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Environmentalists engage in the absurd concerning nanotech with a hope of the sublime in the future

The UK-based Soil Association announced via a Financial Times article that they would not certify any products as organic if they contain additives â''made by the burgeoning nanotechnology industryâ'', despite the fact that the Soil Associationâ''s policy manager, Gundula Azeez, said the nano ban would not affect any products.

Tim Harper, noted UK nanotechnology analyst, through his TNTLog, revealed this for the unintentional self-parody that it is. With Harper commenting, â''Why on earth nanotech has been singled out is a mystery. Itâ''s akin to announcing that a synthetic chemical such as paracetamol will not be certified as natural.â''

Barnaby Feder at his â''Bits Blogâ'' in the New York Times was equally incredulous of this rather strange announcement. But Feder added the qualification that these kinds of announcements are somehow a natural outcropping of many NGOâ''s frustration over the lack of government activities in determining the toxicity of nanoparticles.

Maybe so. Frustration makes lots of people do silly things. But I canâ''t see how this helps anybody or anything. It further marginalizes environmental concerns about nanoparticles by making their positions seem absurd, and it doesnâ''t motivate the powers-that-be (whoever they are) to take any action.

All in all this is just foolish grandstanding.

A Tear in the Internet Big Enough to Drive a Pushpin Through

The weekly public radio program â''On The Mediaâ'' had another great show last Saturday, as usual, except for its story on the Internetâ''s domain name system. The occasion was nominally the grudging acceptance by the Internet Corporation for Assigned Names and Numbers, or ICANN, of new top-level domains for non-Roman alphabets, specifically Chinese and Cyrillic ones. In reality, the OTM story was inspired by a confused story in the UK paper The Guardian, â''Kremlin eyes internet control ...,â'' back on 3 January.

On the Media presented a single â''expert,â'' Tim Wu, who is a lawyer and academician, not a network engineer or scientist, and one known for iconclastic views, to put it mildly. Worse, OTM host Brooke Gladstone let him assert without further questioning that having multiple alphabets or multiple root servers could fracture the Internet. If youâ''re not going to present an alternative view, Brooke, you have to at least ask how the one causes the other. It may seem obvious it will, but it isnâ''t. And it may not be true.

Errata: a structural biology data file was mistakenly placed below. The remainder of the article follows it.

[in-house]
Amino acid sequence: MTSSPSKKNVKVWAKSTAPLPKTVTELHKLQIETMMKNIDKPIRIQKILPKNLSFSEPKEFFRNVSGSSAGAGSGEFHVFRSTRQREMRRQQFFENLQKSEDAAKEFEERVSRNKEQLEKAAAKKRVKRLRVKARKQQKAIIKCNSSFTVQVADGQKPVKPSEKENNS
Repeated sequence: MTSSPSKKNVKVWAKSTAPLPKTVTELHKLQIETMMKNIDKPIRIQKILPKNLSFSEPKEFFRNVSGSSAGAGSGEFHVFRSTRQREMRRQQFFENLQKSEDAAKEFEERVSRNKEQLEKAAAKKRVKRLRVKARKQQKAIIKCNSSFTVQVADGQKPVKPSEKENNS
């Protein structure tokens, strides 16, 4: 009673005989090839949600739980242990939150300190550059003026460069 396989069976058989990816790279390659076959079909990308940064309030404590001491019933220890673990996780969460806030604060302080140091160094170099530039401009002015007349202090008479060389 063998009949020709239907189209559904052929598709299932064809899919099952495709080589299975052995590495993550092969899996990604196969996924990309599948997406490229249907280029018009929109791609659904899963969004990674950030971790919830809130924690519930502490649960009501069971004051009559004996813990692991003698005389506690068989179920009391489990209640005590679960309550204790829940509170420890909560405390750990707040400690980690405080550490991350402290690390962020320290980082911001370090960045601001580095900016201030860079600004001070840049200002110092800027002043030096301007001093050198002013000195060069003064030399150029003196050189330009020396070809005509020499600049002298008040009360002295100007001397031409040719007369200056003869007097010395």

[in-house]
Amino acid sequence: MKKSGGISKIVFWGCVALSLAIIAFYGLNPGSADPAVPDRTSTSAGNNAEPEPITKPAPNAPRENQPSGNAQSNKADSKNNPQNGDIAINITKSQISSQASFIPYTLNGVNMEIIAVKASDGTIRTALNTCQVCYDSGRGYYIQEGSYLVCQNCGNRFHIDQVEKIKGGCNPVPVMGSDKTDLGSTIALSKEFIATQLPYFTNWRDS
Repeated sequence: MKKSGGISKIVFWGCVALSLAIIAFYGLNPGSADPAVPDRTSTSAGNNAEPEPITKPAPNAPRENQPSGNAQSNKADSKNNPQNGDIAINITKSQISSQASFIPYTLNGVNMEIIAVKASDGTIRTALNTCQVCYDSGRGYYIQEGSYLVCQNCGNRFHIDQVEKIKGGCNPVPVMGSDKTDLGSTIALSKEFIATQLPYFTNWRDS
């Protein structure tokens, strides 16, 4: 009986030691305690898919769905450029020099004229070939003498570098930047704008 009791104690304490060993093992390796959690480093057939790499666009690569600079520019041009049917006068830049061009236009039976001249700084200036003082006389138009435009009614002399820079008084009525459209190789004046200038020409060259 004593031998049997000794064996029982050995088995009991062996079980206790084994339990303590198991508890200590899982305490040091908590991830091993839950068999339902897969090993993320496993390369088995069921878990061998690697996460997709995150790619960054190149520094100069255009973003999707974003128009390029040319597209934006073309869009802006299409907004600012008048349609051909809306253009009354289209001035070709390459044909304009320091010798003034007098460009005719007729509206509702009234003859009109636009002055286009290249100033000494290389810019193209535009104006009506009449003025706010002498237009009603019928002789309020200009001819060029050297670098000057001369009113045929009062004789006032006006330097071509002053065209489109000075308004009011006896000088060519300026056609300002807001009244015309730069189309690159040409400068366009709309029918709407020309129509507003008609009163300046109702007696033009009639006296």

Worse still, for On The Media, China already has the equivalent of an alternative root, and it hasnâ''t fractured the Internet. And lastly, the ICANN method for handling alternative alphabetsâ''which has already been approved by the Internet Engineering Task Force as the standard way of doing itâ''would to some extent do away with the need for the alternative Chinese root server. So it would heal any potential Internet breach, not create one.

Not that alternative root servers are such a big deal anyway. The fact is, weâ''ve had them for a long time. I first wrote about them in January 2001 ("Internet Name Game Gets Serious"), and they werenâ''t new even then. I presented arguments that alternative roots were, indeed, a potential problem, and described the two ways they could be. I didnâ''t believe it was likely to prove a real problem then and I donâ''t think it is one now.

The potential problems are these. First, domains accessible only via an alternative root may not be findable by the mainstream users, who service providers who access only the main root system, the one blessed by ICANN.

Second is the potential for ambiguity in resolving an Internet address. If both the main root system and the alternative root system support their own .biz domains, for example, a name like could resolve to two different Internet protocol addresses, depending on which root system was queried.

This second problem is potentially serious, but in practice one rootâ''s domain will win and the other will lose. Thatâ''s what happened in 2001 when ICANN created its own .biz domain. The existing one, an already-not-very-popular five-year-old domain run by Atlantic Root Network Inc., quickly faded into disuse.

The first problem has never been a serious one in theory or practice. The first thing to note is that a root server resolves very few queries, relatively speaking. Domain name records, which are what associate a domain name and an Internet protocol address, donâ''t change very often, and service providers cache the most common ones.

Queries that canâ''t be resolved by the cache go on to the service providerâ''s domain name server, and then to that of the entity from whom the service provider gets its Internet feed from. Only if a query canâ''t be resolved by such a chain does it end up at the root server (or one of its twelve mirrors). The root server does only one thing: look at the tail portion of the problematic domain nameâ''.com, .org, .uk, .cn, etc.â''and say what organization is responsible for it. Then the query goes back down a chain of name resolutions, reading the domain name dot-by-dot from right to left, until the entity is found that actually assigned the complete domain name to an IP address.